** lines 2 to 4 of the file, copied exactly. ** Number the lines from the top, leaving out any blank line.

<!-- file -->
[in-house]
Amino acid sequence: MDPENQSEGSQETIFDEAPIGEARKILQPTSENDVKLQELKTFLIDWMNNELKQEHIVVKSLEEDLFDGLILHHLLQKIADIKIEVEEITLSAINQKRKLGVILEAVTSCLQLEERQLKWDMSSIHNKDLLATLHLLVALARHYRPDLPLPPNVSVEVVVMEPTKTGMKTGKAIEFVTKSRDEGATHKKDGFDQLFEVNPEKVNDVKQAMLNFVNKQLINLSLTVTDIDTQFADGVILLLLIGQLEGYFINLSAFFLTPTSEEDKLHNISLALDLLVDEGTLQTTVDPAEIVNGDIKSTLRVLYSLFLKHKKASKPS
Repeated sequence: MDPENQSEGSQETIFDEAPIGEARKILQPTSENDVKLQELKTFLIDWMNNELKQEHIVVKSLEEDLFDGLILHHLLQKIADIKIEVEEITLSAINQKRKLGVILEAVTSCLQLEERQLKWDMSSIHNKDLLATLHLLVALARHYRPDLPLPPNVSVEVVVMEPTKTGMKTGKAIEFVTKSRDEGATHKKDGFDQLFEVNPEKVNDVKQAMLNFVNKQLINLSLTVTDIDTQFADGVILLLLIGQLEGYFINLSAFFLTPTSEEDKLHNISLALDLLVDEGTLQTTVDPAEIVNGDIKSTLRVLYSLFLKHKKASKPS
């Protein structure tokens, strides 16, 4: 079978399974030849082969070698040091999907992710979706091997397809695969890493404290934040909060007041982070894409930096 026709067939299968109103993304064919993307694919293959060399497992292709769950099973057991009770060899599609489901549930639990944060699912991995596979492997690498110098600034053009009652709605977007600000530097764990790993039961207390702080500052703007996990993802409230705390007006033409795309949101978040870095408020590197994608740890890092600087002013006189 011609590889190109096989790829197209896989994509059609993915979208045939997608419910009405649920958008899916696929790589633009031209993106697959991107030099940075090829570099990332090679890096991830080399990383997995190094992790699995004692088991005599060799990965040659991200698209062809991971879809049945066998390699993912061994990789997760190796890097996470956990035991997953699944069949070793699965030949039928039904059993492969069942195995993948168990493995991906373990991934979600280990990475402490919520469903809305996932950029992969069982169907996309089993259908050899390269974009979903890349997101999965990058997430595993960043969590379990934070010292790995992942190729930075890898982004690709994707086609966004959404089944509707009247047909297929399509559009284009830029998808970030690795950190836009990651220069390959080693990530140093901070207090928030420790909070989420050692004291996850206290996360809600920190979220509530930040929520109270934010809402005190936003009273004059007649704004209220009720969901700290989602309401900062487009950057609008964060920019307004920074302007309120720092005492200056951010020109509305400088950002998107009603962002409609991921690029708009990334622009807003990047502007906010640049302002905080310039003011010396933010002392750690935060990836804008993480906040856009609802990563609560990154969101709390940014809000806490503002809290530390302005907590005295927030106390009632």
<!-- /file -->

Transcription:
Amino acid sequence: MDPENQSEGSQETIFDEAPIGEARKILQPTSENDVKLQELKTFLIDWMNNELKQEHIVVKSLEEDLFDGLILHHLLQKIADIKIEVEEITLSAINQKRKLGVILEAVTSCLQLEERQLKWDMSSIHNKDLLATLHLLVALARHYRPDLPLPPNVSVEVVVMEPTKTGMKTGKAIEFVTKSRDEGATHKKDGFDQLFEVNPEKVNDVKQAMLNFVNKQLINLSLTVTDIDTQFADGVILLLLIGQLEGYFINLSAFFLTPTSEEDKLHNISLALDLLVDEGTLQTTVDPAEIVNGDIKSTLRVLYSLFLKHKKASKPS
Repeated sequence: MDPENQSEGSQETIFDEAPIGEARKILQPTSENDVKLQELKTFLIDWMNNELKQEHIVVKSLEEDLFDGLILHHLLQKIADIKIEVEEITLSAINQKRKLGVILEAVTSCLQLEERQLKWDMSSIHNKDLLATLHLLVALARHYRPDLPLPPNVSVEVVVMEPTKTGMKTGKAIEFVTKSRDEGATHKKDGFDQLFEVNPEKVNDVKQAMLNFVNKQLINLSLTVTDIDTQFADGVILLLLIGQLEGYFINLSAFFLTPTSEEDKLHNISLALDLLVDEGTLQTTVDPAEIVNGDIKSTLRVLYSLFLKHKKASKPS
């Protein structure tokens, strides 16, 4: 079978399974030849082969070698040091999907992710979706091997397809695969890493404290934040909060007041982070894409930096 026709067939299968109103993304064919993307694919293959060399497992292709769950099973057991009770060899599609489901549930639990944060699912991995596979492997690498110098600034053009009652709605977007600000530097764990790993039961207390702080500052703007996990993802409230705390007006033409795309949101978040870095408020590197994608740890890092600087002013006189 011609590889190109096989790829197209896989994509059609993915979208045939997608419910009405649920958008899916696929790589633009031209993106697959991107030099940075090829570099990332090679890096991830080399990383997995190094992790699995004692088991005599060799990965040659991200698209062809991971879809049945066998390699993912061994990789997760190796890097996470956990035991997953699944069949070793699965030949039928039904059993492969069942195995993948168990493995991906373990991934979600280990990475402490919520469903809305996932950029992969069982169907996309089993259908050899390269974009979903890349997101999965990058997430595993960043969590379990934070010292790995992942190729930075890898982004690709994707086609966004959404089944509707009247047909297929399509559009284009830029998808970030690795950190836009990651220069390959080693990530140093901070207090928030420790909070989420050692004291996850206290996360809600920190979220509530930040929520109270934010809402005190936003009273004059007649704004209220009720969901700290989602309401900062487009950057609008964060920019307004920074302007309120720092005492200056951010020109509305400088950002998107009603962002409609991921690029708009990334622009807003990047502007906010640049302002905080310039003011010396933010002392750690935060990836804008993480906040856009609802990563609560990154969101709390940014809000806490503002809290530390302005907590005295927030106390009632």